Blight Cited as Helper Business Deterrent *With Video*


One of Helper’s most attractive assets is its historical charm. When driving down Helper Main Street many feel as if they have been transported back in time to better days, but are these buildings that attract such attention deterring potential business owners?

Lita Riley, representative of the HUB association (Helper Utah Businesses), approached the council Thursday to express her concerns regarding the disrepair of some buildings on Main Street.

“Can the city create a vacant buildings ordinance,” asked Riley. “ The building next to mine has windows that are held together with duct tape. We wonder if some potential business owners pass over the area because of how run down most of the buildings are.”

“We are seeking to increase traffic and many of the unoccupied buildings are an eye sore,” continued Riley.

With most buildings dating back to earlier than 1939, many are no longer in use, while some have been restored and house not only businesses but also many art galleries. In 2012 the city created a Board of Health to address some of the issues plaguing the city and help law enforcement cite properties that have gone beyond a “public nuisance”, and are now threatening the health or safety of the public.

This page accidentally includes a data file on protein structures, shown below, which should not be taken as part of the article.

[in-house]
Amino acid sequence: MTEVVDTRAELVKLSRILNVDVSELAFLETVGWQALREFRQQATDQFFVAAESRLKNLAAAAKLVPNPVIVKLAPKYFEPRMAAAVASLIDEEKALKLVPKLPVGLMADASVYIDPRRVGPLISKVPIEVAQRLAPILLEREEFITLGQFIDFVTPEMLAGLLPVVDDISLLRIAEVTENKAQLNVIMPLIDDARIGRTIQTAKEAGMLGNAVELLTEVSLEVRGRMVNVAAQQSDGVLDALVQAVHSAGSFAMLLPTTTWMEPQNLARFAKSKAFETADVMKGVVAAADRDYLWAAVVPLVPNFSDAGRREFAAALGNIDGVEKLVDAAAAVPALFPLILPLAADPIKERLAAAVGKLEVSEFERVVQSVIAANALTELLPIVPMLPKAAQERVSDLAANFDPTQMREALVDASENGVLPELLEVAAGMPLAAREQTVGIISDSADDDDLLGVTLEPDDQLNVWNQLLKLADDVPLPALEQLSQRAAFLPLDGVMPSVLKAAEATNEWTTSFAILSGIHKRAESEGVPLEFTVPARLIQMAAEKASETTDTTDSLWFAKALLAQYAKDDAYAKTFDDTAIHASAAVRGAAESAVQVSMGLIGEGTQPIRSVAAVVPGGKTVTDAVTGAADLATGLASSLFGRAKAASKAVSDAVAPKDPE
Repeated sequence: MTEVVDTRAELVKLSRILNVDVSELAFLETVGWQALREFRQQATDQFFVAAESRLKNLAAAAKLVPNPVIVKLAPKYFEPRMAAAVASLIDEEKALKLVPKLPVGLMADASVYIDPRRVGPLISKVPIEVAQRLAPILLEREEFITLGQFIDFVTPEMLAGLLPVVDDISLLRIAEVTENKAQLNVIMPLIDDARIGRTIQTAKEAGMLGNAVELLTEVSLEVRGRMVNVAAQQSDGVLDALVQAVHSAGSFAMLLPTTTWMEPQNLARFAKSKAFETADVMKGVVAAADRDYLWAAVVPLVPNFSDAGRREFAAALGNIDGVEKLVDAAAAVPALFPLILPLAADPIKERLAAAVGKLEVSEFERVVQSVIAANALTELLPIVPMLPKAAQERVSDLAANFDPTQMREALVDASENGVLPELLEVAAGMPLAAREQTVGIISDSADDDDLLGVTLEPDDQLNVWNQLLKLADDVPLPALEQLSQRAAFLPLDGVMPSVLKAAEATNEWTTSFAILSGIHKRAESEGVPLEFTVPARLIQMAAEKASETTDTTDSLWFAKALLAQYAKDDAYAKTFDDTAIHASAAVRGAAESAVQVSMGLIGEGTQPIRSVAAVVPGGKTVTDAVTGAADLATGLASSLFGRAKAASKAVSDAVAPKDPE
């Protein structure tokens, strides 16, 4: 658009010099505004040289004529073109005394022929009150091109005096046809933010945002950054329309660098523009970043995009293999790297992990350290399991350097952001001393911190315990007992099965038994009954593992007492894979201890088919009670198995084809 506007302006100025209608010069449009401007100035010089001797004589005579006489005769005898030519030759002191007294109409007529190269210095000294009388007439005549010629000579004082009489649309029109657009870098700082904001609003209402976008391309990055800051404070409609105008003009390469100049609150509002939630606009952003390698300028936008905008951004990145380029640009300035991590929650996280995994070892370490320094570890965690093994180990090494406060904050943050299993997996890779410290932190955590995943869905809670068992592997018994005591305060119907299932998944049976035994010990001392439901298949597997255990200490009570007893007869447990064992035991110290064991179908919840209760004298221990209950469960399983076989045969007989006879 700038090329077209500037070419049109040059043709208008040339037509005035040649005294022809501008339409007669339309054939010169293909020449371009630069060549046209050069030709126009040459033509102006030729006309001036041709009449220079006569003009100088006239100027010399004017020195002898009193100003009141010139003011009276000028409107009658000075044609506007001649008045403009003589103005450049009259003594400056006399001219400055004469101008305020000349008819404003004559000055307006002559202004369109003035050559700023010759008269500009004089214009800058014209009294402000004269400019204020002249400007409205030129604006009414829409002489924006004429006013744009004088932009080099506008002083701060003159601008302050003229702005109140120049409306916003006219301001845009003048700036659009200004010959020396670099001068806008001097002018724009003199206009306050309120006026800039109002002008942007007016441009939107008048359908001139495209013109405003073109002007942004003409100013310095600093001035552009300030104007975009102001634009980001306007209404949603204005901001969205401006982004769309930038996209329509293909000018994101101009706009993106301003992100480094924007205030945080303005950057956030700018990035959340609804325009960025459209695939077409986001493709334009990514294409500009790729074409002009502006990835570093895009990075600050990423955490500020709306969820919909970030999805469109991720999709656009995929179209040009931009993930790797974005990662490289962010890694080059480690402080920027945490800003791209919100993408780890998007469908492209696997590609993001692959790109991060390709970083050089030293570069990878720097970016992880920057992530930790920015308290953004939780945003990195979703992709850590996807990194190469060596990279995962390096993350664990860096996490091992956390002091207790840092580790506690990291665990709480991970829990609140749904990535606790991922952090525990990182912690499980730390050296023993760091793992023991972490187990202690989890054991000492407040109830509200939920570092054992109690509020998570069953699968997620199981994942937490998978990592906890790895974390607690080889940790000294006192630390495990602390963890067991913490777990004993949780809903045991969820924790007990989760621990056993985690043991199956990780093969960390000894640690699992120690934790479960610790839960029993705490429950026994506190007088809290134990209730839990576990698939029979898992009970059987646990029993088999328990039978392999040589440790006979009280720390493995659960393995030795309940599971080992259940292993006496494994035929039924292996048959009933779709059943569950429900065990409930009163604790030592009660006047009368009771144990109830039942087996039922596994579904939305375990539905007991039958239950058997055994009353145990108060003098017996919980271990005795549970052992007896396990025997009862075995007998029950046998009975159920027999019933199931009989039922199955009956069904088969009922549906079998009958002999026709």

“We as a municipality are limited as to what we can enforce,” said Helper Mayor Dean Armstrong. “ It really needs to be a complaint driven process, where our law enforcement is notified, and then when further action needs to be taken Attorney Gene Strait will become involved.”

“The State Legislature has made it very difficult to address blight,” Armstrong explained. “ The state requires vacant buildings simply be boarded up to prevent transient and animal access.”

Helper resident, Jinni Fontanna Lund recommended HUB help the owners of the vacant buildings know what grant opportunities may be available to assist in needed façade upgrades.

“The difference in how Helper Main Street looks now compared to when I moved here seven years ago is amazing,” said Lund. “There have been many improvements and needed changes. Some of these building owners may just need to know what they can do to improve.”

Armstrong recommended HUB become a support system for the Board of Health and Helper P.D. to identify properties that may be not only an eyesore but also a risk to public health and safety on Helper Main street.



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